Five patients declined to participate in the study, and the final series included 72 nodules (size 11.5 ± 4.8 mm) from 72 patients (females, 60; males, 12; mean age, 50.4 ± 13.7 years). A proportion of these patients consented to undergo CNB (N = 31), while the remainder refused CNB and were tested via routine FNA (N = 41). Table 1 details the US nodules characteristics of the two groups.
Mean size of the 31 nodules subjected to CNB was 12.3 ± 3.8 mm. Of these, 30 (96.8%) were diagnostic: 24 cancers and 6 benign lesions. One nodule (3.2%) was found to be inadequate. The histologic examination confirmed cancer in all 24 cases (classic papillary cancers, 14; follicular variant of papillary cancer, 9; medullary carcinoma, 1) and benign lesions in the remaining 6 specimens (nodular thyroiditis, 4; microfollicular hyperplasia, 2). The inadequate CNB sampling proved to be microfollicular hyperplasia (Figure 1).
Of the 41 nodules (mean size 11.2 ± 5.1 mm) subjected to FNA, 33 (80.5%) were initially diagnostic (class 5, 17; class 4, 13; class 2, 3). The other 8 (19.5%) were mostly indeterminate, with the exception of one inadequate specimen (Figure 1). Histologic confirmation of cancer was obtained for all patients with class 4 or 5 cytology. FNA was repeated in patients with class 2: 2 nodules were benign (class 2) with microfollicular hyperplasia at histology, while the other one was cancer (class 5) with postsurgical follicular variant of papillary carcinoma (Figure 2). The eight nodules with inconclusive (class 1 or class 3) results by FNA were selected for complementary CNB sampling. Of these, five were benign lesions (nodular thyroiditis, four; microfollicular hyperplasia, one) and three were considered malignant, as confirmed after surgery. Histologic features of 34 cancers from the FNA group are shown in Table 2.
Comparison of the results from the two groups
No significant difference was found in nodule size and US characteristics between the two groups (Table 1). At follow-up, the overall rate of malignancy in the 72 patients was 80.5% (CNB, 77.4%; FNA, 82.9%). Diagnostic accuracy was significantly (P < 0.05) higher in CNB (30/31; 96.8%) than in FNA (32/41, 78%) group. No false negatives were recorded in CNB samples. In the FNA series, 4 (12%) of the 34 cancers were not initially diagnosed (false negative, 1; indeterminate, 2; not adequate, 1) and a 2.5% rate of false negative (class 2) results was recorded (Figure 1). Similar to our previous experiences [15, 16], no complications were recorded after the biopsies.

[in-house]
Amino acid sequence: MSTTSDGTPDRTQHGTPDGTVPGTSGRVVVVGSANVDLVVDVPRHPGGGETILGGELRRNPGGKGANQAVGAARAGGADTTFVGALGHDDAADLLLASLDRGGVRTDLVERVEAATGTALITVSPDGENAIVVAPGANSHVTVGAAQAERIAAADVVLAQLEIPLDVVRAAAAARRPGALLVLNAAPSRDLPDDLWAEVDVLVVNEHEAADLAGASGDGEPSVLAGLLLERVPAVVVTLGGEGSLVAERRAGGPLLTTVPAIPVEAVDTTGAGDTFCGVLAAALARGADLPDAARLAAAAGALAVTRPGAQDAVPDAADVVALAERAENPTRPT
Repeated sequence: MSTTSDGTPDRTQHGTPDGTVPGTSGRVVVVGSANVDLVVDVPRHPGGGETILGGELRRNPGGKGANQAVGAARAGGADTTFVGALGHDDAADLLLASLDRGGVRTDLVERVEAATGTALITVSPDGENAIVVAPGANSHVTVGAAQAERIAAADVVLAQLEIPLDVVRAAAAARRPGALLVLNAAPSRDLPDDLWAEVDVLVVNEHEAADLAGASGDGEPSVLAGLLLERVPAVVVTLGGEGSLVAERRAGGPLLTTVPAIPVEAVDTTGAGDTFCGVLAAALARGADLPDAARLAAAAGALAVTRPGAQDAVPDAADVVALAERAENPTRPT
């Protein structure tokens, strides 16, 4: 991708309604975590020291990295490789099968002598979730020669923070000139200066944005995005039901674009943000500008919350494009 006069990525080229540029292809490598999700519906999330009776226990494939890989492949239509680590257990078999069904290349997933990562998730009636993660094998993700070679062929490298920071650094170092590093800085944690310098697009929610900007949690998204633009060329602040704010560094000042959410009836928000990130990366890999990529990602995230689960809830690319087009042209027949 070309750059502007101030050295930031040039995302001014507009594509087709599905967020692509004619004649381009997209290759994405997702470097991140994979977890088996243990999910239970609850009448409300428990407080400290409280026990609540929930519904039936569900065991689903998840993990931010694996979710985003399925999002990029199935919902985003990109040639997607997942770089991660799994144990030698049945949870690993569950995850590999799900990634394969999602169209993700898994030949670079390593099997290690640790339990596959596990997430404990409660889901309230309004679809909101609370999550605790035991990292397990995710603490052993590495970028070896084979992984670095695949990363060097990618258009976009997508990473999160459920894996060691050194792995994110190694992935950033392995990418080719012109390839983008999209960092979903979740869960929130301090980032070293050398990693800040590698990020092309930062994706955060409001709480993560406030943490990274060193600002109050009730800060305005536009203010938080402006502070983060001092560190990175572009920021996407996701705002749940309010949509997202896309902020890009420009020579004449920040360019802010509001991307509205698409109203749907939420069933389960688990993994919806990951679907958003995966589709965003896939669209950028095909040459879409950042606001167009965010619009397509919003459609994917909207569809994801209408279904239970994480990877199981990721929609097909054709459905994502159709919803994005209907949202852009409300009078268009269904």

Ultrasonographic risk stratification is the standard means of determining the need for biopsy in patients with thyroid nodules. Although FNA is the most cost-effective method of thyroid biopsy at present , a considerable percentage of cytologic preparations are diagnostically inconclusive. Molecular or genetic markers and clinical or instrumental features can be used to bolster FNA outcomes [19–24] but diagnostic surgery is often unavoidable [1, 2, 24]. CNB was introduced to better assess these thyroid nodules, and this approach is gaining momentum [9–14]. Unfortunately, its role has been limited to a complementary use in patients with inconclusive FNA results. Data from previous studies indicate that up to 98% of nodules indeterminate by FNA are diagnosable by CNB, and the combination of CNB and second-round FNA identifies 97% of nodules with prior inadequate FNA [9–14]. Therefore, chances of tailoring the surgical approach and reducing unnecessary surgery are substantial .
In the present study, our aim was to investigate the potential role of CNB as a first-line technique instead of conventional FNA for assessing thyroid nodules at risk of cancer by ultrasonography. To date, this particular approach has not been studied. It is generally accepted that the likelihood of malignancy rises if risk features are identified in a thyroid nodule by US [1, 2], and that FNA should be repeated under these circumstances, regardless of a benign cytologic result [6–8]. Recently, the diagnostic utility of CNB was explored in sonographically suspicious thyroid nodules with initially benign cytologies, exposing a 32% rate of cancer ; in agreement with previous reports [9–15], CNB provided reliable diagnostic accuracy, reducing the need for repetitive FNA or diagnostic surgery.